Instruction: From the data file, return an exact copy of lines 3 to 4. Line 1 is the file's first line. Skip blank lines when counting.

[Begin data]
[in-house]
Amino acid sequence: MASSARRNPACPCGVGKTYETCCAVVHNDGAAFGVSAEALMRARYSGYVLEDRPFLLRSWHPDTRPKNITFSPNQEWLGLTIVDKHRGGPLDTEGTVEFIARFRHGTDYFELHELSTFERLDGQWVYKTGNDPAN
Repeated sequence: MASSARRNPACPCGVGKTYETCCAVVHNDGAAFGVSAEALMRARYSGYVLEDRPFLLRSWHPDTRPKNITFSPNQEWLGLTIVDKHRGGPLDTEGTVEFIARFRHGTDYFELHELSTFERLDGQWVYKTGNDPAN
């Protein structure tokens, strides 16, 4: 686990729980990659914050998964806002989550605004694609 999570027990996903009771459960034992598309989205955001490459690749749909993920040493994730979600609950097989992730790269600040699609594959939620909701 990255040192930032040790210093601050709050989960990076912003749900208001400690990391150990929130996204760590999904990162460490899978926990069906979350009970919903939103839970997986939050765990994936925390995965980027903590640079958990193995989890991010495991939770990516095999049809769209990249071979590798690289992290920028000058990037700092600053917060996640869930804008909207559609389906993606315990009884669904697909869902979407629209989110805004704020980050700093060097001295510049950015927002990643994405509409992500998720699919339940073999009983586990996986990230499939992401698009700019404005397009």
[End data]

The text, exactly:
Repeated sequence: MASSARRNPACPCGVGKTYETCCAVVHNDGAAFGVSAEALMRARYSGYVLEDRPFLLRSWHPDTRPKNITFSPNQEWLGLTIVDKHRGGPLDTEGTVEFIARFRHGTDYFELHELSTFERLDGQWVYKTGNDPAN
């Protein structure tokens, strides 16, 4: 686990729980990659914050998964806002989550605004694609 999570027990996903009771459960034992598309989205955001490459690749749909993920040493994730979600609950097989992730790269600040699609594959939620909701 990255040192930032040790210093601050709050989960990076912003749900208001400690990391150990929130996204760590999904990162460490899978926990069906979350009970919903939103839970997986939050765990994936925390995965980027903590640079958990193995989890991010495991939770990516095999049809769209990249071979590798690289992290920028000058990037700092600053917060996640869930804008909207559609389906993606315990009884669904697909869902979407629209989110805004704020980050700093060097001295510049950015927002990643994405509409992500998720699919339940073999009983586990996986990230499939992401698009700019404005397009």